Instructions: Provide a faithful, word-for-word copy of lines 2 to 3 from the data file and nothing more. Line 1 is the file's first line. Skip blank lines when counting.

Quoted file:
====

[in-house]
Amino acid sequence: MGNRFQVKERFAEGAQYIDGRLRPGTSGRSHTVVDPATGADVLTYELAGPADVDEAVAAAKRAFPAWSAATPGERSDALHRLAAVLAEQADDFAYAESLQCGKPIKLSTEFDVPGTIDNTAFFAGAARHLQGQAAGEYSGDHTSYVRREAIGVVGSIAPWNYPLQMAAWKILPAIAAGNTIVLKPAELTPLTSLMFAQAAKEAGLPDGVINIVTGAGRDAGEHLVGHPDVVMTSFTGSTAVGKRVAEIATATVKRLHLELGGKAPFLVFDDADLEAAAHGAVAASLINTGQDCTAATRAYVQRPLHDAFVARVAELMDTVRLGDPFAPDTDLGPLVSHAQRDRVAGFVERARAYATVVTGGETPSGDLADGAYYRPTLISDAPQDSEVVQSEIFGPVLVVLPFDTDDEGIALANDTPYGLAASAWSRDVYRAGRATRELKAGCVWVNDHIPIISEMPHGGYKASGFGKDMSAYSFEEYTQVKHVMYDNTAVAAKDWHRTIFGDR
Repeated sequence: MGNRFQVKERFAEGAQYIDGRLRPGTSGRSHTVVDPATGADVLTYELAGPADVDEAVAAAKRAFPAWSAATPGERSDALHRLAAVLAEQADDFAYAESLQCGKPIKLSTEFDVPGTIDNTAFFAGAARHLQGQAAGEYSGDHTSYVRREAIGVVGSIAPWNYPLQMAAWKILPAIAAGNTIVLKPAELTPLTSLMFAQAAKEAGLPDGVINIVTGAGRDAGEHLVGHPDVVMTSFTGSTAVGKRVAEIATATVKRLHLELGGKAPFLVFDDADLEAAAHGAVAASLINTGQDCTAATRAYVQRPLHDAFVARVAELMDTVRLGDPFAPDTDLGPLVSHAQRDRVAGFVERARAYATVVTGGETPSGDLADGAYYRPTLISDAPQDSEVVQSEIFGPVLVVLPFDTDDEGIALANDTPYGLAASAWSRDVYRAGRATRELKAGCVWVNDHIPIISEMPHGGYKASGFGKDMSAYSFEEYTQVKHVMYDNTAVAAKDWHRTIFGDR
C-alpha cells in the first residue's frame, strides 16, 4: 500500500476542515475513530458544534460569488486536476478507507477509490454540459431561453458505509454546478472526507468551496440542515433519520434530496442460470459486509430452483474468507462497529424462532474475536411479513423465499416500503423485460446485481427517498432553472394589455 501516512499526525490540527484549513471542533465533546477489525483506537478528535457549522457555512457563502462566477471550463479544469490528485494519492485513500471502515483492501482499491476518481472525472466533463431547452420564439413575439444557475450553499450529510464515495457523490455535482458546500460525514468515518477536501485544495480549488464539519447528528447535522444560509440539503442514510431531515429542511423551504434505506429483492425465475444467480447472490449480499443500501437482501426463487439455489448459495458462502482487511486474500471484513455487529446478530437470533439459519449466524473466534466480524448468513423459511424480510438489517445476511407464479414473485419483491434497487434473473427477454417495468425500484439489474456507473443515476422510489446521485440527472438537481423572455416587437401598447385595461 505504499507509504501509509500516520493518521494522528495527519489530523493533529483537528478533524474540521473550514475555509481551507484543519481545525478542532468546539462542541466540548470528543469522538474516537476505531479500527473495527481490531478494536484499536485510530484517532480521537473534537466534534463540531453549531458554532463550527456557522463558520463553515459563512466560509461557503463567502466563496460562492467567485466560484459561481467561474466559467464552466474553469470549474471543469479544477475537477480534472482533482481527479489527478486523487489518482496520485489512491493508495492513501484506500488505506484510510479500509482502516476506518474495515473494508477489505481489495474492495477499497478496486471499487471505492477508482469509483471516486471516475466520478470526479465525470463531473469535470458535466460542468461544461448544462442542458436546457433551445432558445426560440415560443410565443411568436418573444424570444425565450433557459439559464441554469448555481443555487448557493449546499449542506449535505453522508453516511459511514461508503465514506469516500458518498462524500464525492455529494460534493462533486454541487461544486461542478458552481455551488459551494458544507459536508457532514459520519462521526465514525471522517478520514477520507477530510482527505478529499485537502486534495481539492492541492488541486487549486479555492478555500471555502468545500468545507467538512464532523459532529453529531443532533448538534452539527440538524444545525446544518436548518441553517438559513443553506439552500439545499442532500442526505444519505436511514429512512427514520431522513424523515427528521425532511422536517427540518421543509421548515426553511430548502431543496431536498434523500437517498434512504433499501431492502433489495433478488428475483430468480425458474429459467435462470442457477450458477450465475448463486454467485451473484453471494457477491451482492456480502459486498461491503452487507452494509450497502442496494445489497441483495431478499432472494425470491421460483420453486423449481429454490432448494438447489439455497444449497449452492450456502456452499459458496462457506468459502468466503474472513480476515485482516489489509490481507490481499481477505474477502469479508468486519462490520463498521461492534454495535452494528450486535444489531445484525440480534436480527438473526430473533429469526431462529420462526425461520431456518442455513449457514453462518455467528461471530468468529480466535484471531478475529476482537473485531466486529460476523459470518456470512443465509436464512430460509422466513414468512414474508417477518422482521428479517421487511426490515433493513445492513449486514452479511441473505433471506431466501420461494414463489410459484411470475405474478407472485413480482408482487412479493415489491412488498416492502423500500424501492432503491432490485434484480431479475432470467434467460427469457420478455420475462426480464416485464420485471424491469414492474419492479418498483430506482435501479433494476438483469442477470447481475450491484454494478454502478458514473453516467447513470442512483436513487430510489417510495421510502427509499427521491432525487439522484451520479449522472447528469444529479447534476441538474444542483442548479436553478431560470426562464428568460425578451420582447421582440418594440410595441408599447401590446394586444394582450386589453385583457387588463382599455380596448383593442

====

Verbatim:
Amino acid sequence: MGNRFQVKERFAEGAQYIDGRLRPGTSGRSHTVVDPATGADVLTYELAGPADVDEAVAAAKRAFPAWSAATPGERSDALHRLAAVLAEQADDFAYAESLQCGKPIKLSTEFDVPGTIDNTAFFAGAARHLQGQAAGEYSGDHTSYVRREAIGVVGSIAPWNYPLQMAAWKILPAIAAGNTIVLKPAELTPLTSLMFAQAAKEAGLPDGVINIVTGAGRDAGEHLVGHPDVVMTSFTGSTAVGKRVAEIATATVKRLHLELGGKAPFLVFDDADLEAAAHGAVAASLINTGQDCTAATRAYVQRPLHDAFVARVAELMDTVRLGDPFAPDTDLGPLVSHAQRDRVAGFVERARAYATVVTGGETPSGDLADGAYYRPTLISDAPQDSEVVQSEIFGPVLVVLPFDTDDEGIALANDTPYGLAASAWSRDVYRAGRATRELKAGCVWVNDHIPIISEMPHGGYKASGFGKDMSAYSFEEYTQVKHVMYDNTAVAAKDWHRTIFGDR
Repeated sequence: MGNRFQVKERFAEGAQYIDGRLRPGTSGRSHTVVDPATGADVLTYELAGPADVDEAVAAAKRAFPAWSAATPGERSDALHRLAAVLAEQADDFAYAESLQCGKPIKLSTEFDVPGTIDNTAFFAGAARHLQGQAAGEYSGDHTSYVRREAIGVVGSIAPWNYPLQMAAWKILPAIAAGNTIVLKPAELTPLTSLMFAQAAKEAGLPDGVINIVTGAGRDAGEHLVGHPDVVMTSFTGSTAVGKRVAEIATATVKRLHLELGGKAPFLVFDDADLEAAAHGAVAASLINTGQDCTAATRAYVQRPLHDAFVARVAELMDTVRLGDPFAPDTDLGPLVSHAQRDRVAGFVERARAYATVVTGGETPSGDLADGAYYRPTLISDAPQDSEVVQSEIFGPVLVVLPFDTDDEGIALANDTPYGLAASAWSRDVYRAGRATRELKAGCVWVNDHIPIISEMPHGGYKASGFGKDMSAYSFEEYTQVKHVMYDNTAVAAKDWHRTIFGDR